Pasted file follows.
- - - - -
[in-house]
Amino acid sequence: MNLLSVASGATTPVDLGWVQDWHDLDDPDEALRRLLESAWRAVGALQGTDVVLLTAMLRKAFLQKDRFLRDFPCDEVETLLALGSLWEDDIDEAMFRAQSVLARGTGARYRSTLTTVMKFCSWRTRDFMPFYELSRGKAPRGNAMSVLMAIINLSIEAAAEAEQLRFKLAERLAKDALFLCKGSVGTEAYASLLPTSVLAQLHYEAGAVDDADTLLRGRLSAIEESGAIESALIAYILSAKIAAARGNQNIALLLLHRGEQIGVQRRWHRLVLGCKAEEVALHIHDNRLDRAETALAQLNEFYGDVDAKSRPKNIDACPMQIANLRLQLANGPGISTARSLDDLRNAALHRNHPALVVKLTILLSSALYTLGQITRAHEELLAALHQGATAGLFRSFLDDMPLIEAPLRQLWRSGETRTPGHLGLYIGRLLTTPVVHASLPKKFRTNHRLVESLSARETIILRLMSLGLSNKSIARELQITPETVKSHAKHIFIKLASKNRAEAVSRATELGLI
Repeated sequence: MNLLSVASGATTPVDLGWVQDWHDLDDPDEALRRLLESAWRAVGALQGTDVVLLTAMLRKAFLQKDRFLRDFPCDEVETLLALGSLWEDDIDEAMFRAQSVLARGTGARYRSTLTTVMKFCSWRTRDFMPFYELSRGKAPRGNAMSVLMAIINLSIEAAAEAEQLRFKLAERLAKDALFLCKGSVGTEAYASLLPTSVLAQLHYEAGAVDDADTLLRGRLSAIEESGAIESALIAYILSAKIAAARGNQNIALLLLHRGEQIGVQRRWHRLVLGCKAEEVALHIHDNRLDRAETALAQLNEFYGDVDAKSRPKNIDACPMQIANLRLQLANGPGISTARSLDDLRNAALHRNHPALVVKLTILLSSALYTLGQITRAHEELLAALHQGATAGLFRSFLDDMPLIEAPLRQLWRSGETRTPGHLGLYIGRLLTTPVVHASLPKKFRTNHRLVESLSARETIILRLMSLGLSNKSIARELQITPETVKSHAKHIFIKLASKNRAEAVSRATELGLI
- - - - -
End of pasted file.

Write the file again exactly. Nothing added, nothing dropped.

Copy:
[in-house]
Amino acid sequence: MNLLSVASGATTPVDLGWVQDWHDLDDPDEALRRLLESAWRAVGALQGTDVVLLTAMLRKAFLQKDRFLRDFPCDEVETLLALGSLWEDDIDEAMFRAQSVLARGTGARYRSTLTTVMKFCSWRTRDFMPFYELSRGKAPRGNAMSVLMAIINLSIEAAAEAEQLRFKLAERLAKDALFLCKGSVGTEAYASLLPTSVLAQLHYEAGAVDDADTLLRGRLSAIEESGAIESALIAYILSAKIAAARGNQNIALLLLHRGEQIGVQRRWHRLVLGCKAEEVALHIHDNRLDRAETALAQLNEFYGDVDAKSRPKNIDACPMQIANLRLQLANGPGISTARSLDDLRNAALHRNHPALVVKLTILLSSALYTLGQITRAHEELLAALHQGATAGLFRSFLDDMPLIEAPLRQLWRSGETRTPGHLGLYIGRLLTTPVVHASLPKKFRTNHRLVESLSARETIILRLMSLGLSNKSIARELQITPETVKSHAKHIFIKLASKNRAEAVSRATELGLI
Repeated sequence: MNLLSVASGATTPVDLGWVQDWHDLDDPDEALRRLLESAWRAVGALQGTDVVLLTAMLRKAFLQKDRFLRDFPCDEVETLLALGSLWEDDIDEAMFRAQSVLARGTGARYRSTLTTVMKFCSWRTRDFMPFYELSRGKAPRGNAMSVLMAIINLSIEAAAEAEQLRFKLAERLAKDALFLCKGSVGTEAYASLLPTSVLAQLHYEAGAVDDADTLLRGRLSAIEESGAIESALIAYILSAKIAAARGNQNIALLLLHRGEQIGVQRRWHRLVLGCKAEEVALHIHDNRLDRAETALAQLNEFYGDVDAKSRPKNIDACPMQIANLRLQLANGPGISTARSLDDLRNAALHRNHPALVVKLTILLSSALYTLGQITRAHEELLAALHQGATAGLFRSFLDDMPLIEAPLRQLWRSGETRTPGHLGLYIGRLLTTPVVHASLPKKFRTNHRLVESLSARETIILRLMSLGLSNKSIARELQITPETVKSHAKHIFIKLASKNRAEAVSRATELGLI